Using your credit card, you “slip” his lock and gain entry. Once inside the house, you notice a sickening odor. Exploring into the next room, you find an elderly male lying on the floor. He has obviously been dead several days. The corpse is extremely swollen. A gas space heater is turned up as far as it will go. The room is like a sauna.
You walk over and turn the heater off, then open a window. Returning to the corpse, you check for any obvious indications of foul play. Finding none, you return to the street below.
You call the police and explain the situation to them. While waiting for the police, the distraught neighbor tells you her friend has been “turning yellow” for the past month, and getting progressively worse. You quickly try to remember what you touched or may have walked through in the apartment.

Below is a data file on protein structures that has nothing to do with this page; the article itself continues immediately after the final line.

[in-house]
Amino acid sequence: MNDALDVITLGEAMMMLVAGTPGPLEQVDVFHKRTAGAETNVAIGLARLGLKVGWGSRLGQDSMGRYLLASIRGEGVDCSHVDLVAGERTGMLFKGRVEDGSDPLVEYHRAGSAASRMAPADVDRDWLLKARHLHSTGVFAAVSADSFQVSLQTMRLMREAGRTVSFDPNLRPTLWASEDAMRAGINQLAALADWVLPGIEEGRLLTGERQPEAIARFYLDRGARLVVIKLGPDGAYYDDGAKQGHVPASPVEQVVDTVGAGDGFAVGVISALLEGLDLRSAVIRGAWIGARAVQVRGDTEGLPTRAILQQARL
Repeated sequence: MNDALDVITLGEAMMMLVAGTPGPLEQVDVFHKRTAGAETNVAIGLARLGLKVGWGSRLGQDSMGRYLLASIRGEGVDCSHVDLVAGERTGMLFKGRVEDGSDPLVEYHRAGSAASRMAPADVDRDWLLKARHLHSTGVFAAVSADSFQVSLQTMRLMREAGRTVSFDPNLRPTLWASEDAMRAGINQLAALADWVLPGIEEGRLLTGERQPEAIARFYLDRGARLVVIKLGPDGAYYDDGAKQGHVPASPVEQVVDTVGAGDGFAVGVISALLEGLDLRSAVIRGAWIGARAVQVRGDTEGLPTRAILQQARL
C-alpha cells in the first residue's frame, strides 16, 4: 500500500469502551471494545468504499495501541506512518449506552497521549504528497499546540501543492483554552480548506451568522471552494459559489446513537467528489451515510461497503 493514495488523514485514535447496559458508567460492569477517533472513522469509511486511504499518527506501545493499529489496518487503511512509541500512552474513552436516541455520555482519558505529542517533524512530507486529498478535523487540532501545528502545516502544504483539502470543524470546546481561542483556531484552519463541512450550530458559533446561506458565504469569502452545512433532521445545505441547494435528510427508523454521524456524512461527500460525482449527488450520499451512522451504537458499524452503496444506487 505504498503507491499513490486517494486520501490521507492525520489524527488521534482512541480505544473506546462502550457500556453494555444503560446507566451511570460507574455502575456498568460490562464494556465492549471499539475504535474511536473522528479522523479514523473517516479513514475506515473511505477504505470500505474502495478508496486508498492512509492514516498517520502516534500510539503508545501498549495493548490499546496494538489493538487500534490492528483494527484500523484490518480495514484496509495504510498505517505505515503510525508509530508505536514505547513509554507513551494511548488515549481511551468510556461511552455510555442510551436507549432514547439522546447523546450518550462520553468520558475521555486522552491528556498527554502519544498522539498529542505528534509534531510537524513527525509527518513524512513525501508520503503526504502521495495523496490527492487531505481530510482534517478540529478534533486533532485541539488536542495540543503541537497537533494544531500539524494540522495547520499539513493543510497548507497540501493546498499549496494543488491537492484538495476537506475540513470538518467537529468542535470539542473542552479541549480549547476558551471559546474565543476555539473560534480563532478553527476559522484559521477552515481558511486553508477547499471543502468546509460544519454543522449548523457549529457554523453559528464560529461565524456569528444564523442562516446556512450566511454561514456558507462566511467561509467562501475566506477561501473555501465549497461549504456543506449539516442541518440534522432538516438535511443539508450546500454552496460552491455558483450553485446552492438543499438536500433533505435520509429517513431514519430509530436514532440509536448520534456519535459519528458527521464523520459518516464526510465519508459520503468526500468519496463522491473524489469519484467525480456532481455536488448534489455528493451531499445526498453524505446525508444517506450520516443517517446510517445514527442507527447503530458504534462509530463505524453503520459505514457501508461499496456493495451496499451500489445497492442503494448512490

In the above scenarios (based on actual incidents), we find helpful citizens being exposed to potentially life-threatening infections. Besides the coronavirus danger, there are thousands of cases of hepatitis B in the United States, and God knows what other infectious diseases might be out there.
When we start adding in figures for infectious mononucleosis, tuberculosis, syphilis, and the many other infectious diseases with which we can come in contact, there are many disease threats to watch out for. There seems to be a prevalent attitude among active, healthy people that “It can’t happen to me.” An attitude that our systems can fight off anything to which we’re exposed. This just isn’t true.
As we should all well know, there isn’t a magic vaccine that will immunize us against everything to which we’re exposed.